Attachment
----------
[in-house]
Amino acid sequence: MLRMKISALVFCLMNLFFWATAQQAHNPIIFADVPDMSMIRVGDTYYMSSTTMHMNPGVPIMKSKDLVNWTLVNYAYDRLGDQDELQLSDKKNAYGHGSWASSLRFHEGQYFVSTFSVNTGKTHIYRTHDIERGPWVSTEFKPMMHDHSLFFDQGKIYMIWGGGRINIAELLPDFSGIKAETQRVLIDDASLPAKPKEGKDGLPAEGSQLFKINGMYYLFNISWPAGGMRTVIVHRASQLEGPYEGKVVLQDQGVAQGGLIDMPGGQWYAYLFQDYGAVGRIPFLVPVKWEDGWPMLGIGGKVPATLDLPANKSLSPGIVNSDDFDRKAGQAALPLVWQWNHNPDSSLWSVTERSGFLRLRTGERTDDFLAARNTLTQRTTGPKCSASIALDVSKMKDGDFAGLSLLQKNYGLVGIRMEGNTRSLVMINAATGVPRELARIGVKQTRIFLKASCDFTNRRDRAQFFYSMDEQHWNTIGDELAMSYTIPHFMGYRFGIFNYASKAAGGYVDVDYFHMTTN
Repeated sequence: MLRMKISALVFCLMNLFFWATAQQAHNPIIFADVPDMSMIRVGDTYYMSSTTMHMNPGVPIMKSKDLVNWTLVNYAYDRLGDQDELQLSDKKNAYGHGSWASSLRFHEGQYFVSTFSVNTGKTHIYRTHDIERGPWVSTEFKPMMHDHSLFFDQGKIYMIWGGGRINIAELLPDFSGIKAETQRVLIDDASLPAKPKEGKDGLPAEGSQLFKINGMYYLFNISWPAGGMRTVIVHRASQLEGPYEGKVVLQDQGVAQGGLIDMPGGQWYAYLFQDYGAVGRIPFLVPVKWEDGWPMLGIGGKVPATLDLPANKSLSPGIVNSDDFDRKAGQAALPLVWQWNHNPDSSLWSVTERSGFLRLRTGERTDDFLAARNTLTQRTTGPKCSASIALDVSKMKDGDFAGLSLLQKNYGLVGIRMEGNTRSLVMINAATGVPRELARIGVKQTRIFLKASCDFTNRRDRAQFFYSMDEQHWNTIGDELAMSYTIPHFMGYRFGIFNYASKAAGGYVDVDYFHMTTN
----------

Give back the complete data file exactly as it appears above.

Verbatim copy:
[in-house]
Amino acid sequence: MLRMKISALVFCLMNLFFWATAQQAHNPIIFADVPDMSMIRVGDTYYMSSTTMHMNPGVPIMKSKDLVNWTLVNYAYDRLGDQDELQLSDKKNAYGHGSWASSLRFHEGQYFVSTFSVNTGKTHIYRTHDIERGPWVSTEFKPMMHDHSLFFDQGKIYMIWGGGRINIAELLPDFSGIKAETQRVLIDDASLPAKPKEGKDGLPAEGSQLFKINGMYYLFNISWPAGGMRTVIVHRASQLEGPYEGKVVLQDQGVAQGGLIDMPGGQWYAYLFQDYGAVGRIPFLVPVKWEDGWPMLGIGGKVPATLDLPANKSLSPGIVNSDDFDRKAGQAALPLVWQWNHNPDSSLWSVTERSGFLRLRTGERTDDFLAARNTLTQRTTGPKCSASIALDVSKMKDGDFAGLSLLQKNYGLVGIRMEGNTRSLVMINAATGVPRELARIGVKQTRIFLKASCDFTNRRDRAQFFYSMDEQHWNTIGDELAMSYTIPHFMGYRFGIFNYASKAAGGYVDVDYFHMTTN
Repeated sequence: MLRMKISALVFCLMNLFFWATAQQAHNPIIFADVPDMSMIRVGDTYYMSSTTMHMNPGVPIMKSKDLVNWTLVNYAYDRLGDQDELQLSDKKNAYGHGSWASSLRFHEGQYFVSTFSVNTGKTHIYRTHDIERGPWVSTEFKPMMHDHSLFFDQGKIYMIWGGGRINIAELLPDFSGIKAETQRVLIDDASLPAKPKEGKDGLPAEGSQLFKINGMYYLFNISWPAGGMRTVIVHRASQLEGPYEGKVVLQDQGVAQGGLIDMPGGQWYAYLFQDYGAVGRIPFLVPVKWEDGWPMLGIGGKVPATLDLPANKSLSPGIVNSDDFDRKAGQAALPLVWQWNHNPDSSLWSVTERSGFLRLRTGERTDDFLAARNTLTQRTTGPKCSASIALDVSKMKDGDFAGLSLLQKNYGLVGIRMEGNTRSLVMINAATGVPRELARIGVKQTRIFLKASCDFTNRRDRAQFFYSMDEQHWNTIGDELAMSYTIPHFMGYRFGIFNYASKAAGGYVDVDYFHMTTN